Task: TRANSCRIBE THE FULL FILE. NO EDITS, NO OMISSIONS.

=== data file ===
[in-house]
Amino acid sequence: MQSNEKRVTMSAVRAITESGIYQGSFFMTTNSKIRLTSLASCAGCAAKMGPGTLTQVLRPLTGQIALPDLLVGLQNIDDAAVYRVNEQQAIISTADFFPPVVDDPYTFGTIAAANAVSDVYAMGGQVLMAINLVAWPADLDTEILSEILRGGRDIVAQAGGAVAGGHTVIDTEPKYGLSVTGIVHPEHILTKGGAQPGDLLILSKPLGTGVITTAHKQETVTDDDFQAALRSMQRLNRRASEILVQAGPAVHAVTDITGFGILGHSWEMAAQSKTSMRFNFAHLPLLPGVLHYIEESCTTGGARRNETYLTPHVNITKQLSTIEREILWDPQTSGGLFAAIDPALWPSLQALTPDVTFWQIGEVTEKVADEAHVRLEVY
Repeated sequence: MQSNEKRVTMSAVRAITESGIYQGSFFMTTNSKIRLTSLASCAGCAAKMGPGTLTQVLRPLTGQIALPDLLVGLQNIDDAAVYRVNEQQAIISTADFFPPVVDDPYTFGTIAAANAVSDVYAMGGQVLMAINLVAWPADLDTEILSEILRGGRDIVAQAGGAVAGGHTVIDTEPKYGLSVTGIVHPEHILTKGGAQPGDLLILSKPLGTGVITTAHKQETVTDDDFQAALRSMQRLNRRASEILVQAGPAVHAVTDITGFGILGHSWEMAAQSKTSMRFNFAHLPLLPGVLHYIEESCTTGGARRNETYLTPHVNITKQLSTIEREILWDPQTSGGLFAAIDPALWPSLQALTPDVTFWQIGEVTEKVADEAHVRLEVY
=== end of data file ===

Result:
[in-house]
Amino acid sequence: MQSNEKRVTMSAVRAITESGIYQGSFFMTTNSKIRLTSLASCAGCAAKMGPGTLTQVLRPLTGQIALPDLLVGLQNIDDAAVYRVNEQQAIISTADFFPPVVDDPYTFGTIAAANAVSDVYAMGGQVLMAINLVAWPADLDTEILSEILRGGRDIVAQAGGAVAGGHTVIDTEPKYGLSVTGIVHPEHILTKGGAQPGDLLILSKPLGTGVITTAHKQETVTDDDFQAALRSMQRLNRRASEILVQAGPAVHAVTDITGFGILGHSWEMAAQSKTSMRFNFAHLPLLPGVLHYIEESCTTGGARRNETYLTPHVNITKQLSTIEREILWDPQTSGGLFAAIDPALWPSLQALTPDVTFWQIGEVTEKVADEAHVRLEVY
Repeated sequence: MQSNEKRVTMSAVRAITESGIYQGSFFMTTNSKIRLTSLASCAGCAAKMGPGTLTQVLRPLTGQIALPDLLVGLQNIDDAAVYRVNEQQAIISTADFFPPVVDDPYTFGTIAAANAVSDVYAMGGQVLMAINLVAWPADLDTEILSEILRGGRDIVAQAGGAVAGGHTVIDTEPKYGLSVTGIVHPEHILTKGGAQPGDLLILSKPLGTGVITTAHKQETVTDDDFQAALRSMQRLNRRASEILVQAGPAVHAVTDITGFGILGHSWEMAAQSKTSMRFNFAHLPLLPGVLHYIEESCTTGGARRNETYLTPHVNITKQLSTIEREILWDPQTSGGLFAAIDPALWPSLQALTPDVTFWQIGEVTEKVADEAHVRLEVY